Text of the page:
Some Good, Bad And Ugly Movie Adaptations Of 2013. A List By @thesimilist

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As a big fan of books, nothing gives me more pleasure than seeing my favorite books on the big screen. It gives me an opportunity to relive those magical moments I had while reading the book. Someone once said, “There’s no feeling like getting to see your favourite movie again for the first time”. Well, movie adaptations of books do just that for me. They give me the chance to watch a movie I love for the first time twice.

I will be the first to accept that no movie adaptation would ever beat the book, but a few movies came quite close for me this year.

In no particular order, here are a few movie adaptations that were released in 2013, and what I thought of them. Enjoy.

Beautiful Creatures:

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This is one of the movies I didn’t get to read the book it was adapted from, however, from the reviews it got, I can safely say it was quite an interesting read. The same cannot be said however of the movie. I had the opportunity of seeing this movie at a time when there weren’t a lot of movies for me to watch. Despite this, watching the movie was a torture for me. It was one of those movies I finished watching so I could say (without lying) that I had watched it, and then be able to write a review. It is one movie I don’t want to watch again, and I’m sure fans of the book would be very disappointed in.

The movie is based on the novel of the same name by Kami Garcia and Margaret Stohl about a 16 year old Ethan Wate who dreams of leaving for college, and leaving his small-town existence behind. On the first day of junior year (penultimate year), he notices newcomer Lena Duchannes, who resembles the girl he had been dreaming about. Over time, they bond, and together, they uncover dark secrets about their respective families, their history and their town.

The movie was written and directed by Richard LaGravense and featured Alden Ehrenreich as Ethan Lawson Wate Alice Englert as Lena Duchannes Jeremy Irons as Macon Ravenwood Viola Davis as Amma Emmy Rossum as Ridley Duchannes Thomas Mann as Wesley Jefferson “Link” Lincoln.

To no surprise (to me at least), the movie did poorly at the box office, barely recouping its production cost of $60 million.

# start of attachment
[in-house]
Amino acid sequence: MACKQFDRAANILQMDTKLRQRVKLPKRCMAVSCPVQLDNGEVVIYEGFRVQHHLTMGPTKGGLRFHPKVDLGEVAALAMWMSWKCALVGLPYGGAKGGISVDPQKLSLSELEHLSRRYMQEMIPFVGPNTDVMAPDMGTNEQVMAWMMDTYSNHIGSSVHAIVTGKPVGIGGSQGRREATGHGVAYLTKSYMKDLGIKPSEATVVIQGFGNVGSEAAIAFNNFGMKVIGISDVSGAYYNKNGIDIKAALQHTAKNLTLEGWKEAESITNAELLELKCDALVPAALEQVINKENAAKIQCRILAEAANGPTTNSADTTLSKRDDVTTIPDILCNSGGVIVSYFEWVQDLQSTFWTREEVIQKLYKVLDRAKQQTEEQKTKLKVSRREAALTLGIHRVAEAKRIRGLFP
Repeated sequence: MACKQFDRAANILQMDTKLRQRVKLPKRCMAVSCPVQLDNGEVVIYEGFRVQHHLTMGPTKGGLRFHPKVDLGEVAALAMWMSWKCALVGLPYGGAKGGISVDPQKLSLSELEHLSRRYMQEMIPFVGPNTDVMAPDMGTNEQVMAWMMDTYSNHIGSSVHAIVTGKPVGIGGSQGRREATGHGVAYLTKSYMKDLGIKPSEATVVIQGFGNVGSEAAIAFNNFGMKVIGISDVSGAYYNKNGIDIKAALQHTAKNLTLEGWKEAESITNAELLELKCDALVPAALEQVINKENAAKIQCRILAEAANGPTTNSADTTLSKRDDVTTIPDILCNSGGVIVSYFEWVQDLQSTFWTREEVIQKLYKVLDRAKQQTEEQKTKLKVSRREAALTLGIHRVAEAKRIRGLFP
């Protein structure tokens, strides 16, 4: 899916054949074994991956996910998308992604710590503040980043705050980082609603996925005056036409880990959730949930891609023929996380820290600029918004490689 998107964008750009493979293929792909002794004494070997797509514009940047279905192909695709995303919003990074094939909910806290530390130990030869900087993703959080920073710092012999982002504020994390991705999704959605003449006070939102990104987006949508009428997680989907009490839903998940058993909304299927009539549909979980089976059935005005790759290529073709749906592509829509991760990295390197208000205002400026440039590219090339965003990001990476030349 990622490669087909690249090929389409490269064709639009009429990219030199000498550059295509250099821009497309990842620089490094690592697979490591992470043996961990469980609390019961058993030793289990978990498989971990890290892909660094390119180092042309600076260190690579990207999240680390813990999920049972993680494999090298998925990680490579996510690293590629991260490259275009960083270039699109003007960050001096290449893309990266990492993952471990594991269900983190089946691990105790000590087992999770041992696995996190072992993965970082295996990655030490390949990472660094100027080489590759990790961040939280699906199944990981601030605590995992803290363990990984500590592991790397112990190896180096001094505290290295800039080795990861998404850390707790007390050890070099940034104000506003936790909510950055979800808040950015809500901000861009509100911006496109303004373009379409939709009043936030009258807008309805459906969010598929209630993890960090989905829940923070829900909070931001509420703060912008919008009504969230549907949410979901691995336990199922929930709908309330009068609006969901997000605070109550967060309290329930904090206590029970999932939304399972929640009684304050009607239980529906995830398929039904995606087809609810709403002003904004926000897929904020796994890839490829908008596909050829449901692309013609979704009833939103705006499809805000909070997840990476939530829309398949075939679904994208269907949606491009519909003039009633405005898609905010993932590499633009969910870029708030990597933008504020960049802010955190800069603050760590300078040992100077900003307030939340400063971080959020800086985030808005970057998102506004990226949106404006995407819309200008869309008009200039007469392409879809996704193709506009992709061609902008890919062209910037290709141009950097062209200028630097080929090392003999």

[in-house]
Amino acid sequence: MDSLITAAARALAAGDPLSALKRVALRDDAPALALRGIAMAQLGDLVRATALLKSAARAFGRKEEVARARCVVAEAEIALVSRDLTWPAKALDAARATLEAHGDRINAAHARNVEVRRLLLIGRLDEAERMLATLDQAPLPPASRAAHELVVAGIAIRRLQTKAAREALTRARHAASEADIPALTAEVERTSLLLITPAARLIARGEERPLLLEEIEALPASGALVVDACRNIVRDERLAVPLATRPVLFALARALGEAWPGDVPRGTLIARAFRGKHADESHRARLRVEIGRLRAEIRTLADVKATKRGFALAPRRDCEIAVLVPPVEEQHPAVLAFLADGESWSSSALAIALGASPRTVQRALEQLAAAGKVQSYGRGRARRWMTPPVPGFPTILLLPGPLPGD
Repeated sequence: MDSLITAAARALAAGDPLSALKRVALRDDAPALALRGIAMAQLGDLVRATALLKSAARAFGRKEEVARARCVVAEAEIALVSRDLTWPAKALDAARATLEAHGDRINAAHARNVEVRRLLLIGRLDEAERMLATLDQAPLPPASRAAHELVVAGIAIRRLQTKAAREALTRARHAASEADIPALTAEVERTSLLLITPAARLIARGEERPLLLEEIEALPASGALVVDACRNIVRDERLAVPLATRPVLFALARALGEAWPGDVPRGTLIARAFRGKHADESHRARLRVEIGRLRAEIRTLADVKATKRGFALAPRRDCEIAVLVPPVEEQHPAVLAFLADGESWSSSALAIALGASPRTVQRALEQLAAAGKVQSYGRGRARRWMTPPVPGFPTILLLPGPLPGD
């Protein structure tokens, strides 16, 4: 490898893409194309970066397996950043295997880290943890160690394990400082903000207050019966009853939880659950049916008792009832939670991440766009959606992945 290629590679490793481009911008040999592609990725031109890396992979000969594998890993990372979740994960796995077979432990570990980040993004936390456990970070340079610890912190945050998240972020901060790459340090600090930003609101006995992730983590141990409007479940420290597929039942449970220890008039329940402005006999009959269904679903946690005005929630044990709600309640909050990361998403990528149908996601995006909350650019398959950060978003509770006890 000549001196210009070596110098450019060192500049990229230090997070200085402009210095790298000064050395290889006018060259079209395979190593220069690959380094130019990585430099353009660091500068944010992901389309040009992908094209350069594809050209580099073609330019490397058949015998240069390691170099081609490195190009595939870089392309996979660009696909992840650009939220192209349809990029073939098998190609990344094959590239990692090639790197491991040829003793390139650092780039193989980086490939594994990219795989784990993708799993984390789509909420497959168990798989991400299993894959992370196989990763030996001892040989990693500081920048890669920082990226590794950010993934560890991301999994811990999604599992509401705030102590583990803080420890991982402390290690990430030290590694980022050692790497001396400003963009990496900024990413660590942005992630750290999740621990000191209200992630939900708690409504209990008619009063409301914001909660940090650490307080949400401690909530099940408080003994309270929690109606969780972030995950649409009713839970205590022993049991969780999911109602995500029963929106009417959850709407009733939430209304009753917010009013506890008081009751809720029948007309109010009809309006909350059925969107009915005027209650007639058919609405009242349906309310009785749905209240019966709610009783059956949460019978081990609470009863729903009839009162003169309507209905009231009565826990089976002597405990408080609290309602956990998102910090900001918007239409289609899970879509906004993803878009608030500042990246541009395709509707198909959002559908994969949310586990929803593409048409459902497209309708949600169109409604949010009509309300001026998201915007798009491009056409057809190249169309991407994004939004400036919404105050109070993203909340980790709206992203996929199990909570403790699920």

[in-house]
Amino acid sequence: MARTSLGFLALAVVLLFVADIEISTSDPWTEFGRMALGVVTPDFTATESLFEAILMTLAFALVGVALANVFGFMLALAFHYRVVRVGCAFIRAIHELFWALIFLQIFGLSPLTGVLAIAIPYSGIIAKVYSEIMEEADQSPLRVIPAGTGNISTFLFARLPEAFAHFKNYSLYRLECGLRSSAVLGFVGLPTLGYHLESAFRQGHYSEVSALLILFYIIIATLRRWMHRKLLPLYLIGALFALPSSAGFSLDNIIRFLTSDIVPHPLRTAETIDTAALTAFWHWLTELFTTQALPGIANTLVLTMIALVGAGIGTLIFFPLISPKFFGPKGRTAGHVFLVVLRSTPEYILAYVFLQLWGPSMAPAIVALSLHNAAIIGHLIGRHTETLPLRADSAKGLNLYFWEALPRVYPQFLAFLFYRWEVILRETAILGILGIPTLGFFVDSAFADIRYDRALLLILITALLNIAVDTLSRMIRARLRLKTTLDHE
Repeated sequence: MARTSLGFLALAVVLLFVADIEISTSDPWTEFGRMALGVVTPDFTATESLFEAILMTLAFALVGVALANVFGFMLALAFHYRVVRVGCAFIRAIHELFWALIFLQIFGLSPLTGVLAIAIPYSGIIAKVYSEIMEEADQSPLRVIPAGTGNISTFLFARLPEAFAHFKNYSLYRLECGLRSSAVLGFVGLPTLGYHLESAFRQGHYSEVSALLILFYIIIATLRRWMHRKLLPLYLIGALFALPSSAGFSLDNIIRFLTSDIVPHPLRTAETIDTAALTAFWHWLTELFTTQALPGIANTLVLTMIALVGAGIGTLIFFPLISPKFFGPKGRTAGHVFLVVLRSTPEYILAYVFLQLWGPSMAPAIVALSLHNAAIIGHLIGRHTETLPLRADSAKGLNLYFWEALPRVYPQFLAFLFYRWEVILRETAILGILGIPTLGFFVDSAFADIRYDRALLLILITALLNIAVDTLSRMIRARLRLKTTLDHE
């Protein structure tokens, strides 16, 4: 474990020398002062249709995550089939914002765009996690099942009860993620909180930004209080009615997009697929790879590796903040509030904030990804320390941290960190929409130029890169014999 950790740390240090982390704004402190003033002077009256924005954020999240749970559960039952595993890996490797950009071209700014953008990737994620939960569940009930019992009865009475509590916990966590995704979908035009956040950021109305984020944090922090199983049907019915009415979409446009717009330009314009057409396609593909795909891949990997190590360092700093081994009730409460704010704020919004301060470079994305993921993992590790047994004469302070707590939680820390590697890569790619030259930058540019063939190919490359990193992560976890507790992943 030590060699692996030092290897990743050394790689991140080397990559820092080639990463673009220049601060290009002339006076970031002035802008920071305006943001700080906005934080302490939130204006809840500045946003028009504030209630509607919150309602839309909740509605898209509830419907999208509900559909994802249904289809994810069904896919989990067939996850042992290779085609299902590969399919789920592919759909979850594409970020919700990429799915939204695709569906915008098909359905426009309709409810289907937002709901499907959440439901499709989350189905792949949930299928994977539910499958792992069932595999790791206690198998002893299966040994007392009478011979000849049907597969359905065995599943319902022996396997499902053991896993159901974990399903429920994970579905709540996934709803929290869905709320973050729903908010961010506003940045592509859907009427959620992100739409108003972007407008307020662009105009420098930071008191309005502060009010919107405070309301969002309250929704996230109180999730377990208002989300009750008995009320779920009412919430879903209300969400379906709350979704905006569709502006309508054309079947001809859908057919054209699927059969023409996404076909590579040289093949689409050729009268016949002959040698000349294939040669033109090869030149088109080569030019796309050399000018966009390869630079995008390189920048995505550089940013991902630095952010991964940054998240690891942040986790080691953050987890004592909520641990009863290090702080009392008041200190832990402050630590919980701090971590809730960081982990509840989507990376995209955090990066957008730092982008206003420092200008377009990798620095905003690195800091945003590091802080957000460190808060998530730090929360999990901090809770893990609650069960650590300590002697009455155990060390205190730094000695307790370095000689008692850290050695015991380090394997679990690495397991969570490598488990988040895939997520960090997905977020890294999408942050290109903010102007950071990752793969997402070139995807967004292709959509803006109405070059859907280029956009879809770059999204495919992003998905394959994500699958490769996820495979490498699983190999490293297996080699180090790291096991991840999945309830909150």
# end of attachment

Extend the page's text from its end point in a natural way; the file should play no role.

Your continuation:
The movie is something I would call “the poor man’s twilight”, meaning it was a cheap knock off of the twilight series. The problem with the movie lies somewhere between the script and directing. When I learnt that it was written and directed by the same person, it all made sense.

While acting was not spectacular, it was quite good. Yes, they’re not likely they get any awards for their performances, however, Alden Ehrenreich and Alice Englert both did quite a good job, and I look forward to seeing them in the future.

 

The Host:

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This is the movie I happened to be most disappointed in, seeing as I read the book, and thought it was one of the best books I read last year. When I heard there was going to be a movie, I was overly excited. I couldn’t wait to see my favourite parts of the book on screen. I went around telling my friends what a great book it was, and how it would make an even better movie.

When I saw the movie, I was devastated. Everything about the movie was a letdown. There was no memorable moment of acting that stuck out for me. The script was the biggest disappointment, having been poorly written (which is an understatement). Picture quality was poor, among other things. Truth be told, I regretted watching the movie.

According to renowned (now late) film critic Roger Ebert, “The Host is top-heavy with profound, sonorous conversations, all tending to sound like farewells. The movie is so consistently pitched at the same note, indeed, that the structure robs it of possibilities for dramatic tension”.

The movie is an adaptation of Stephenie Meyer‘s novel of the same name which was released in 2008 to relatively positive reviews. It is the story of Melaine, a girl who is willing to risk everything to protect the people she loves, when an unseen enemy threatens mankind by taking over their bodies and erasing their memories.

 

Percy Jackson (Sea of Monsters):

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*sighs* what can I say? This was a terrible movie. I was very disappointed. I thought the first part was not good enough, but I thought this second one was even worse. I’ll leave you to Sodas and Popcorn’s review of the movie. It basically says it all.

 

Warm Bodies:

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This was a movie I really loved the beginning. I liked how its subject was something different from what we are used to seeing. There have been movies and more movies about zombies, but none of them ever showed the world from the perspective of a zombie.

As the film progressed however, it began to lose that unique touch it had. First, zombies began thinking, then they started talking, fell in love and eventually they turned human (Pleaseeee). This notwithstanding, I enjoyed the movie, and thought it was quite good.